29. 29. 1) a c k . 11 (1;ocl will i t , thcvv i l l rrrnz in thrre I,cl.c.rt of ..>:.. I .-....i.." , > " At l i r i i ~ i t - ~ l l a L I utlirir siglit. - 97 , 7 f :5"ii <&> pl.c.rily Gocl 1iatl-1 vcra l l things. llir Unity of Go:,. T h e Divinc attributes of c r e a t l ~ ~ ~ ullu SUE tcnnncc arc a tldi~ccd support o r bclicf in Divine Unity, a in I~clit~f wllicli i.; iilgl-ainccl in human nature. [ ? I ] 0 y c ~ n a n k i n d Scrve !your Lord who created you cba- A $; ; 4 ~ 7 ~ ~ 9 : ; ;&&JyJ-J+."- (2: -.and ~ v h ocrcatccl also thosethat liavc gone I>c.forcyou,that you niay liverighteously.place for you niicI thehcavcn a coverinIS, the 9 5 /L2"3* > $heaven 11..on1 whilch l i e /,9 /< $,E,b : ;,:.!!, , 7 f<4 /-pours do~n rain to ~ v a t e A P L q > *f " + G :$ r - b ?<,f.v/ 5 d9-, %the earth from .I- ~ i c h grol dpui3~,~dJi&s , /fruits o r c livcrsc sort foryour sustcnancc. So, ~ v h c nthepower of creation is,only His, a n dthe poivcr o f sustenanic is only His, andt h a t therc is no God other ii1a.n He ! ~ r o ~ h c t l t o o and Kcv elation: d qd note that if you be in doubt -tlth of tile .:<b.delation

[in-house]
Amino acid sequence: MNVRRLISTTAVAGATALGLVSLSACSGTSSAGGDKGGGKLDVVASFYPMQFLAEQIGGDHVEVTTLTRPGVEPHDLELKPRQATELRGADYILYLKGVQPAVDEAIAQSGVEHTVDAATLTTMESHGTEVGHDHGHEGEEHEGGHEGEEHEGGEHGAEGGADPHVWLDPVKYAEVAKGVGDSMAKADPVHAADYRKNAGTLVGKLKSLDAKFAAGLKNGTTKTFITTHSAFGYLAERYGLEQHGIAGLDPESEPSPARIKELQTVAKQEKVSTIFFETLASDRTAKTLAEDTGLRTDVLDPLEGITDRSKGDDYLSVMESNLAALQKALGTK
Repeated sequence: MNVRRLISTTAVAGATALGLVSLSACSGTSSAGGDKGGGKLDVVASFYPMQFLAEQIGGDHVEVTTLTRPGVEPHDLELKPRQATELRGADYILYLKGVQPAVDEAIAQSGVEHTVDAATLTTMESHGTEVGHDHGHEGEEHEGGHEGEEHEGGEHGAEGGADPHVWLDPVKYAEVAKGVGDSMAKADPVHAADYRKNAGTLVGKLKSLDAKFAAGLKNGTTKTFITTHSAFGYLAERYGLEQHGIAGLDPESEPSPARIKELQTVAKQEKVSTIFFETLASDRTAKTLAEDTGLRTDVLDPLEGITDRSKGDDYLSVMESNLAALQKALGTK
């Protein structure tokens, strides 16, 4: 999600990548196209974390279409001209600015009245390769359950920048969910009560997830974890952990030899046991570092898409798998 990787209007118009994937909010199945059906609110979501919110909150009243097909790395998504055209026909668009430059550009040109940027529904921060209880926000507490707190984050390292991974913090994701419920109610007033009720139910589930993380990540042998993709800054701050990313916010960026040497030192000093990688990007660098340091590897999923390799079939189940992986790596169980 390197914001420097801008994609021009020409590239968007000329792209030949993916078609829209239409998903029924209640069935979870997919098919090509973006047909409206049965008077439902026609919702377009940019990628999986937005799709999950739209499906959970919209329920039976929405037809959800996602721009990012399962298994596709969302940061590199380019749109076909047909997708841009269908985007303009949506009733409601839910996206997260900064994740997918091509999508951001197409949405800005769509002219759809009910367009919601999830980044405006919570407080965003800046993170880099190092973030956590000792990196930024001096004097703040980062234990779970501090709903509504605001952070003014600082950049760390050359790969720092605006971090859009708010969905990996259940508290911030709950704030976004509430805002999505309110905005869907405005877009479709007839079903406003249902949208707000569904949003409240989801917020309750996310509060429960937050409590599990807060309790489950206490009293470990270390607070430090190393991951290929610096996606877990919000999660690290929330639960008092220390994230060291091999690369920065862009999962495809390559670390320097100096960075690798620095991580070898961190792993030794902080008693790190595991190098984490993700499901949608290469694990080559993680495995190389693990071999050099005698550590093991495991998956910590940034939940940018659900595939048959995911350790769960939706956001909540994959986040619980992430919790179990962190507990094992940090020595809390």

30. 30. wllicl~ Mc. 1iar.c. srnt down through our servant, (~hr mc.isc.ngc.r), then you can casily dt.citle l i ~ r) ~ o u r s r l v ~ s ct.hethc.r it is a n y procluc~ion01 t1ic Ilurnan inti.llect; &&lJ+ 01. il y o u pt.rsLst in >.our doubt, then $3 7 L?>LTP *, d//J. 7 /d , ? w f product :it lcast a chapter, onc like it, . d%;~&l~;; A // , a n d invite bcsidc God all thosc tr.honn you regard as j.our liclpers so help you d o i t . [24] And if you d o i t not-ancl ih? trutli is that you shall ncver do it-thrn, fear the Ficc of which, 9 /~P/,z/ i ~ ~ s t e aof wood, men and stoner ibsrn 0 d ~k!b>~~& the fuel, a n d which is prep;ired for those ~ c h o rrjcct the Truth. QsG . : . /0 5 I/- & .~ ,u~+ i k $ i r [25] T o thosc ~ v h ohave follc the p a t h of hclief and .hose works also are rigliteous, to them annour- that tllcy shall have gardcns of rtcrnal bliss, instrad of a place . 9.. .9-/9 p i ~ / 4.,c., cf fist, grcen gardcns in which Lkb-&9&d& I, S) ( kflow cut-rents of ri;lter. .Vhensoever [hey will bc providccl therefrom >$ ~ % g > . i ? & ~ 9 / ivith fruit for sustenance or any a " -9- 7 9 7otller form of heavenly sustenance, ~ b ~ l wNb&r>- #/9t h e v shall cjaculate: "This was the & A i.*cvery sustenance which was provided ~~~~,bg,A~d / 79 1 /9* 7 G;B/4to 11s bcfore. I t is a recompense forgoodly dccds of ~ v h i c hrvc had beenpromised in o u r earthly life."T h e recompense will correspond to thetleecl thcy had wrought. Apart fromthis thcy shall have virtuous a n dchaste female companions a n d theirbliss will be a n unfailingbliss with n o diminishing.